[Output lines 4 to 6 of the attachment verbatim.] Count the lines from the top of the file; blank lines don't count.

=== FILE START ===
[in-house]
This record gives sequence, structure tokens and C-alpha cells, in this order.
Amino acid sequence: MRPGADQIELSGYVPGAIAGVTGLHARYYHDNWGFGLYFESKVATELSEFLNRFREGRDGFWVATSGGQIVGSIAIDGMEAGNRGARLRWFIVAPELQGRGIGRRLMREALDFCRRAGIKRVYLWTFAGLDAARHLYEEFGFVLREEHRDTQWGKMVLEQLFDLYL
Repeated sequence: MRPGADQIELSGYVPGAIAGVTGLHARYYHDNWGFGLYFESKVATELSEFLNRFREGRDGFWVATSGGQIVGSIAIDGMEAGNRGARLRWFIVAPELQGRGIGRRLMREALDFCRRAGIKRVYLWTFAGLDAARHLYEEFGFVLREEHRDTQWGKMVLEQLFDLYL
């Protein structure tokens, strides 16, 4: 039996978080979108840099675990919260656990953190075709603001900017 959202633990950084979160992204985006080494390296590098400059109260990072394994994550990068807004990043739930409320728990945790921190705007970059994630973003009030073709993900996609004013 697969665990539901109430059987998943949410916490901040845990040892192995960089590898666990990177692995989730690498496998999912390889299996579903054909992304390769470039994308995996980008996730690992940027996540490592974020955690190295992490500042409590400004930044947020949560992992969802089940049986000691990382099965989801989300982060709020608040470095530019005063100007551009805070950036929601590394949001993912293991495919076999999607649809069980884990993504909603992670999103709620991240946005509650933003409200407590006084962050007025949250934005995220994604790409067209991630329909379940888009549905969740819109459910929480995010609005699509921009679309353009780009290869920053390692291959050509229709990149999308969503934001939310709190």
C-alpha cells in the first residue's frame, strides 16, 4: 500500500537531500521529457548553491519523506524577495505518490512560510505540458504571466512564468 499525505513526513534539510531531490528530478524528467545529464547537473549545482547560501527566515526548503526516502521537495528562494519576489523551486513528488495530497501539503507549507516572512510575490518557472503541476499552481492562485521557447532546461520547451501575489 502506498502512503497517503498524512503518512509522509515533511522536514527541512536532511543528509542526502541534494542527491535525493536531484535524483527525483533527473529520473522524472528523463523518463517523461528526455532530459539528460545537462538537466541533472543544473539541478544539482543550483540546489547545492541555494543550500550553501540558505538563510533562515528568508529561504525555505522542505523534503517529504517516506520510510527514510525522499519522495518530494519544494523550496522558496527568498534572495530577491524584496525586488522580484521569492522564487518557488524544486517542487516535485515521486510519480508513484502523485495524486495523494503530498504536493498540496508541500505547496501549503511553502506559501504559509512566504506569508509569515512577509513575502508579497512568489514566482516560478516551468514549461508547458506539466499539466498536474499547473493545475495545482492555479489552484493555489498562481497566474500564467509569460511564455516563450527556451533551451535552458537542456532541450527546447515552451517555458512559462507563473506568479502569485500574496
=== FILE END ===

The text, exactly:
Repeated sequence: MRPGADQIELSGYVPGAIAGVTGLHARYYHDNWGFGLYFESKVATELSEFLNRFREGRDGFWVATSGGQIVGSIAIDGMEAGNRGARLRWFIVAPELQGRGIGRRLMREALDFCRRAGIKRVYLWTFAGLDAARHLYEEFGFVLREEHRDTQWGKMVLEQLFDLYL
């Protein structure tokens, strides 16, 4: 039996978080979108840099675990919260656990953190075709603001900017 959202633990950084979160992204985006080494390296590098400059109260990072394994994550990068807004990043739930409320728990945790921190705007970059994630973003009030073709993900996609004013 697969665990539901109430059987998943949410916490901040845990040892192995960089590898666990990177692995989730690498496998999912390889299996579903054909992304390769470039994308995996980008996730690992940027996540490592974020955690190295992490500042409590400004930044947020949560992992969802089940049986000691990382099965989801989300982060709020608040470095530019005063100007551009805070950036929601590394949001993912293991495919076999999607649809069980884990993504909603992670999103709620991240946005509650933003409200407590006084962050007025949250934005995220994604790409067209991630329909379940888009549905969740819109459910929480995010609005699509921009679309353009780009290869920053390692291959050509229709990149999308969503934001939310709190």
C-alpha cells in the first residue's frame, strides 16, 4: 500500500537531500521529457548553491519523506524577495505518490512560510505540458504571466512564468 499525505513526513534539510531531490528530478524528467545529464547537473549545482547560501527566515526548503526516502521537495528562494519576489523551486513528488495530497501539503507549507516572512510575490518557472503541476499552481492562485521557447532546461520547451501575489 502506498502512503497517503498524512503518512509522509515533511522536514527541512536532511543528509542526502541534494542527491535525493536531484535524483527525483533527473529520473522524472528523463523518463517523461528526455532530459539528460545537462538537466541533472543544473539541478544539482543550483540546489547545492541555494543550500550553501540558505538563510533562515528568508529561504525555505522542505523534503517529504517516506520510510527514510525522499519522495518530494519544494523550496522558496527568498534572495530577491524584496525586488522580484521569492522564487518557488524544486517542487516535485515521486510519480508513484502523485495524486495523494503530498504536493498540496508541500505547496501549503511553502506559501504559509512566504506569508509569515512577509513575502508579497512568489514566482516560478516551468514549461508547458506539466499539466498536474499547473493545475495545482492555479489552484493555489498562481497566474500564467509569460511564455516563450527556451533551451535552458537542456532541450527546447515552451517555458512559462507563473506568479502569485500574496